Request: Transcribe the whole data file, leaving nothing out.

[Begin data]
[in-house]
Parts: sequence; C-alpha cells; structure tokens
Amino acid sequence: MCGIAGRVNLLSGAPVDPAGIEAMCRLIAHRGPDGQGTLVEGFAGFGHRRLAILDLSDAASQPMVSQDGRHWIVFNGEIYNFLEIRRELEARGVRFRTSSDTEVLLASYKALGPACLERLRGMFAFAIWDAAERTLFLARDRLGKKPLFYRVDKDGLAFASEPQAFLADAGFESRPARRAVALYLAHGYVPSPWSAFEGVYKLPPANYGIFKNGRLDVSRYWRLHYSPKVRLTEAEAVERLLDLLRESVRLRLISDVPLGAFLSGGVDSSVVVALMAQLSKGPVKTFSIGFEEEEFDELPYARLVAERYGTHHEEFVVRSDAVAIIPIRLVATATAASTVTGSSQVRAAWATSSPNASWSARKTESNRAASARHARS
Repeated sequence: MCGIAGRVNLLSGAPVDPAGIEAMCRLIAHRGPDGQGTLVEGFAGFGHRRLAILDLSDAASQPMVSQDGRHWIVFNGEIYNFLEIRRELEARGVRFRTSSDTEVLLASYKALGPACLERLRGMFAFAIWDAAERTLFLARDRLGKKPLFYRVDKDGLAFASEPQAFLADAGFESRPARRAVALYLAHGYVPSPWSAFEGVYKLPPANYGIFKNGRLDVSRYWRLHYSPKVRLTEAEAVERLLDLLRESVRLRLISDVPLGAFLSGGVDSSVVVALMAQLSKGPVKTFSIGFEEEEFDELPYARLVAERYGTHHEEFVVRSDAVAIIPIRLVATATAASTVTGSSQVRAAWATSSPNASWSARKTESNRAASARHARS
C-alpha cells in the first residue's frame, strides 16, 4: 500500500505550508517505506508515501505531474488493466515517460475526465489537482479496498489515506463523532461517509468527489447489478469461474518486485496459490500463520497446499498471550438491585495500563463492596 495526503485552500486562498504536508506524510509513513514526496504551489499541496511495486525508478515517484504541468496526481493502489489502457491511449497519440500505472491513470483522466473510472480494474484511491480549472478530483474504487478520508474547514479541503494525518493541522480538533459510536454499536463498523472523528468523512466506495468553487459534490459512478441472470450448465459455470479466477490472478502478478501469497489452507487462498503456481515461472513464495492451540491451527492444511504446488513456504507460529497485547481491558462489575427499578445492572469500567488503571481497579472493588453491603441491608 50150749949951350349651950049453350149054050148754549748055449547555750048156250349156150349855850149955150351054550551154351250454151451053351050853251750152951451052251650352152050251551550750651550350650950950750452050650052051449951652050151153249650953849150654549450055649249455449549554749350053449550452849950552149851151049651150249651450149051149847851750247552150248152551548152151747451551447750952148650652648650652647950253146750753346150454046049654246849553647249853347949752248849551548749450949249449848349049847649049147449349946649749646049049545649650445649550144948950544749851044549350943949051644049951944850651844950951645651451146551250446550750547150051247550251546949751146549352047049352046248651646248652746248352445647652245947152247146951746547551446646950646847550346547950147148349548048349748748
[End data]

[in-house]
Parts: sequence; C-alpha cells; structure tokens
Amino acid sequence: MCGIAGRVNLLSGAPVDPAGIEAMCRLIAHRGPDGQGTLVEGFAGFGHRRLAILDLSDAASQPMVSQDGRHWIVFNGEIYNFLEIRRELEARGVRFRTSSDTEVLLASYKALGPACLERLRGMFAFAIWDAAERTLFLARDRLGKKPLFYRVDKDGLAFASEPQAFLADAGFESRPARRAVALYLAHGYVPSPWSAFEGVYKLPPANYGIFKNGRLDVSRYWRLHYSPKVRLTEAEAVERLLDLLRESVRLRLISDVPLGAFLSGGVDSSVVVALMAQLSKGPVKTFSIGFEEEEFDELPYARLVAERYGTHHEEFVVRSDAVAIIPIRLVATATAASTVTGSSQVRAAWATSSPNASWSARKTESNRAASARHARS
Repeated sequence: MCGIAGRVNLLSGAPVDPAGIEAMCRLIAHRGPDGQGTLVEGFAGFGHRRLAILDLSDAASQPMVSQDGRHWIVFNGEIYNFLEIRRELEARGVRFRTSSDTEVLLASYKALGPACLERLRGMFAFAIWDAAERTLFLARDRLGKKPLFYRVDKDGLAFASEPQAFLADAGFESRPARRAVALYLAHGYVPSPWSAFEGVYKLPPANYGIFKNGRLDVSRYWRLHYSPKVRLTEAEAVERLLDLLRESVRLRLISDVPLGAFLSGGVDSSVVVALMAQLSKGPVKTFSIGFEEEEFDELPYARLVAERYGTHHEEFVVRSDAVAIIPIRLVATATAASTVTGSSQVRAAWATSSPNASWSARKTESNRAASARHARS
C-alpha cells in the first residue's frame, strides 16, 4: 500500500505550508517505506508515501505531474488493466515517460475526465489537482479496498489515506463523532461517509468527489447489478469461474518486485496459490500463520497446499498471550438491585495500563463492596 495526503485552500486562498504536508506524510509513513514526496504551489499541496511495486525508478515517484504541468496526481493502489489502457491511449497519440500505472491513470483522466473510472480494474484511491480549472478530483474504487478520508474547514479541503494525518493541522480538533459510536454499536463498523472523528468523512466506495468553487459534490459512478441472470450448465459455470479466477490472478502478478501469497489452507487462498503456481515461472513464495492451540491451527492444511504446488513456504507460529497485547481491558462489575427499578445492572469500567488503571481497579472493588453491603441491608 50150749949951350349651950049453350149054050148754549748055449547555750048156250349156150349855850149955150351054550551154351250454151451053351050853251750152951451052251650352152050251551550750651550350650950950750452050650052051449951652050151153249650953849150654549450055649249455449549554749350053449550452849950552149851151049651150249651450149051149847851750247552150248152551548152151747451551447750952148650652648650652647950253146750753346150454046049654246849553647249853347949752248849551548749450949249449848349049847649049147449349946649749646049049545649650445649550144948950544749851044549350943949051644049951944850651844950951645651451146551250446550750547150051247550251546949751146549352047049352046248651646248652746248352445647652245947152247146951746547551446646950646847550346547950147148349548048349748748